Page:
The weight of goat kids at the end of the first period (28-d) was not affected by the diets; however, the weight at the end of the second period (56-d) was higher (P=0.02) for those that received diets containing coproducts compared to the control diet, with no difference between the CP and SH diets. The increase in ADG for animals fed diets containing CP and SH was not sufficient to alter the weight after 28 days of confinement. However, at the end of the 56 days, it resulted in higher weight, 9.6% for the diet with CP and 8.0% for the diet with SH in relation to the control diet. There was no difference between diets containing CP and SH (Table 2).

Carcass weights were higher (P=0.02) for animals fed diets containing the coproducts compared to the control one (Table 3). This response is explained by the higher slaughter weight (P=0.03) of animals fed diets containing PC and CS. Therefore, the better performance for the animals receiving CP or SH resulted in higher carcass gain, especially in relation to the muscular deposition, since differences were observed between treatments (P=0.03) for LMA (Table 3). RYAN et al. (2007) also reported an increase in carcass weight and LMA as well as thicker subcutaneous fat, when they provided more than 50% of concentrate in the diet of Boer goats compared to a range diet. In the present study, no difference was observed among diets for SF, HCY, CCY, shrink after chilling and BWT (Table 3). Since the amount of concentrate was the same (90%) in all diets and half the corn was replaced by SH or CP, the coproducts caused an increase in weight, but without changing the subcutaneous fat which is likely to be due to the animals being young and goats having a more lean meat deposition. Since the animals used in this experiment were slaughtered young, before puberty, it was expected that animals showing better performance had a positive impact on muscle deposition more than fat deposition. Furthermore, goats have a distinctive feature, with increasing animal physiological maturity there is a decrease in muscle deposition rate while the adipose tissue increases. However, that deposition occurs primarily in the form of visceral fat (PEREIRA FILHO et al., 2005). In addition, FERREIRA et al. (2011a) reported that carcass characteristics of lambs slaughtered at same weight were not affected by the inclusion of 45% of SH in high-concentrate diets.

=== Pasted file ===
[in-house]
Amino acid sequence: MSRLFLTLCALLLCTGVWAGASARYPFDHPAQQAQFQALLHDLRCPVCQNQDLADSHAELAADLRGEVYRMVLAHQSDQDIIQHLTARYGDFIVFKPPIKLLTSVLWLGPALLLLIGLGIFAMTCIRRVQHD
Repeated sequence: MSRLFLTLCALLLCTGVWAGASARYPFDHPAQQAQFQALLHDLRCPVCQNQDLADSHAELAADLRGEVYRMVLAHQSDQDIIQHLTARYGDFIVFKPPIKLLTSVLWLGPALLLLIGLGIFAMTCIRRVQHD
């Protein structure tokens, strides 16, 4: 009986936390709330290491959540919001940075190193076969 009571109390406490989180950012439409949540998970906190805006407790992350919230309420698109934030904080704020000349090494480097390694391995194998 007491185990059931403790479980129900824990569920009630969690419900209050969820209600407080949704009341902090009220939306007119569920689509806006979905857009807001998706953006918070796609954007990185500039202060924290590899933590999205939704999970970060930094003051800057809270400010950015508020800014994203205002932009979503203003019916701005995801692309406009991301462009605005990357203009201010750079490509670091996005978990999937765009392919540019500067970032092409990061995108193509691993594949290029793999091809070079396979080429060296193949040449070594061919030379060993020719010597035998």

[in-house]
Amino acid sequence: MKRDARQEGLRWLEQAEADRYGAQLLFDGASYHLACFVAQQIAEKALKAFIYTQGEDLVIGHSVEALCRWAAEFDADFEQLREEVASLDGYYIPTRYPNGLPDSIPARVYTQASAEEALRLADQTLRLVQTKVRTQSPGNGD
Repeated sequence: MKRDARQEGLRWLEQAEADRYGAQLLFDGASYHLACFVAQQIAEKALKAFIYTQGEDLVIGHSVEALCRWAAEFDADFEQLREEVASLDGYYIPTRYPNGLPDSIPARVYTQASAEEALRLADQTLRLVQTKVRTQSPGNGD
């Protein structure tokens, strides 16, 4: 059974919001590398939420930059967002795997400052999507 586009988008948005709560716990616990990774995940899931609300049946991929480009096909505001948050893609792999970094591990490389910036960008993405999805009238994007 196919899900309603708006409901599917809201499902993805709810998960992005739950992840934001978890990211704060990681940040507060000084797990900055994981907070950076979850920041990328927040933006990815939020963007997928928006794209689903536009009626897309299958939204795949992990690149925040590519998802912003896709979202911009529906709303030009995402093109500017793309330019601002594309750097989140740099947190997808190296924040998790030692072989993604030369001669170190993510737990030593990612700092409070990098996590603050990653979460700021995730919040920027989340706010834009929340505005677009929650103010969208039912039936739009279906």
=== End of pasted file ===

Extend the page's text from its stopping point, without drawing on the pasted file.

Table 3 Carcass characteristics of goat kids fed diets with citrus pulp or soybean hulls in partial replacement of corn. 

1SW: slaughter weight; HCW: hot carcass weight; HCY: hot carcass yield; CCW: chilled carcass weight; CCY: chilled carcass yield; SaC: Shrink after chilling; SF: subcutaneous fat; BWT: body wall thickness; LM area: Longissimus muscle area.2CT: Control diet, with 64.2% corn; CP: citrus pulp diet, replacement of 50% of corn by CP; SH: Soybean hulls diet, replacement of 50% of corn by SH.3SEM: Standard error of the mean.4CT x COP: Control x Coproducts; CP x SH: citrus pulp x soybean hulls. P<0.05.

CONCLUSION:

Citrus pulp or soybean hulls can replace 50% of corn in high-concentrate diets (90% DM) fed to feedlot goat kids, increasing the average daily gain and dry matter intake enabling higher slaughter weight at earlier age.

ACKNOWLEDGEMENTS

I. Susin, L.G.M. Gobato and A.P.A. Freire were recipients of scholarships from the Conselho Nacional de Desenvolvimento Científico e Tecnológico (CNPq). D.M. Polizel, R.A. Souza, R.S. Gentil and E.M. Ferreira were recipients of scholarships from Fundação de Amparo à Pesquisa do Estado de São Paulo (FAPESP).

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1CR-2015-0450.R1

Received: March 26, 2015; Accepted: September 02, 2015; Revised: December 03, 2015

*Corresponding author: Ivanete Susin, email: ivasusin@usp.br.